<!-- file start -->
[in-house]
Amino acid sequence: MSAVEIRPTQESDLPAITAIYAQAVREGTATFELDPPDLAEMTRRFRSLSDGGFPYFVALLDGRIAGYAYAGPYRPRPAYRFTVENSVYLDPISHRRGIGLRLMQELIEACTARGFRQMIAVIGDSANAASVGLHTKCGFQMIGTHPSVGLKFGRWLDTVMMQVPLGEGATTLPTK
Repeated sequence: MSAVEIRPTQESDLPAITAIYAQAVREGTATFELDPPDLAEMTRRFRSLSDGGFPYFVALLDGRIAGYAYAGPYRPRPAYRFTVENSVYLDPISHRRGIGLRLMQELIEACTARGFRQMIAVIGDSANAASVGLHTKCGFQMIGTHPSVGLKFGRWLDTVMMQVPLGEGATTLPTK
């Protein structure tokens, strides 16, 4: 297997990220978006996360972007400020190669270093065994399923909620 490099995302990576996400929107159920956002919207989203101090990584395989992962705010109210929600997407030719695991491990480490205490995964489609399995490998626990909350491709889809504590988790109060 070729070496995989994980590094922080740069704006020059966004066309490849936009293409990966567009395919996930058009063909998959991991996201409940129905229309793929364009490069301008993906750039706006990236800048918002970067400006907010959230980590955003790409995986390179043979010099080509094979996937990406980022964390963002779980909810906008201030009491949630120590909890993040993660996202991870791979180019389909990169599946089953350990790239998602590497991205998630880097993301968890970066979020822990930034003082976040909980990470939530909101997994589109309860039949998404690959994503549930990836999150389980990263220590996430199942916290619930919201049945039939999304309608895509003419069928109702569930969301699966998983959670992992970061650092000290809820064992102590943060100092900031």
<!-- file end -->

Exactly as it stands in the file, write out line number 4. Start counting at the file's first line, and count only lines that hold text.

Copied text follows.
């Protein structure tokens, strides 16, 4: 297997990220978006996360972007400020190669270093065994399923909620 490099995302990576996400929107159920956002919207989203101090990584395989992962705010109210929600997407030719695991491990480490205490995964489609399995490998626990909350491709889809504590988790109060 070729070496995989994980590094922080740069704006020059966004066309490849936009293409990966567009395919996930058009063909998959991991996201409940129905229309793929364009490069301008993906750039706006990236800048918002970067400006907010959230980590955003790409995986390179043979010099080509094979996937990406980022964390963002779980909810906008201030009491949630120590909890993040993660996202991870791979180019389909990169599946089953350990790239998602590497991205998630880097993301968890970066979020822990930034003082976040909980990470939530909101997994589109309860039949998404690959994503549930990836999150389980990263220590996430199942916290619930919201049945039939999304309608895509003419069928109702569930969301699966998983959670992992970061650092000290809820064992102590943060100092900031």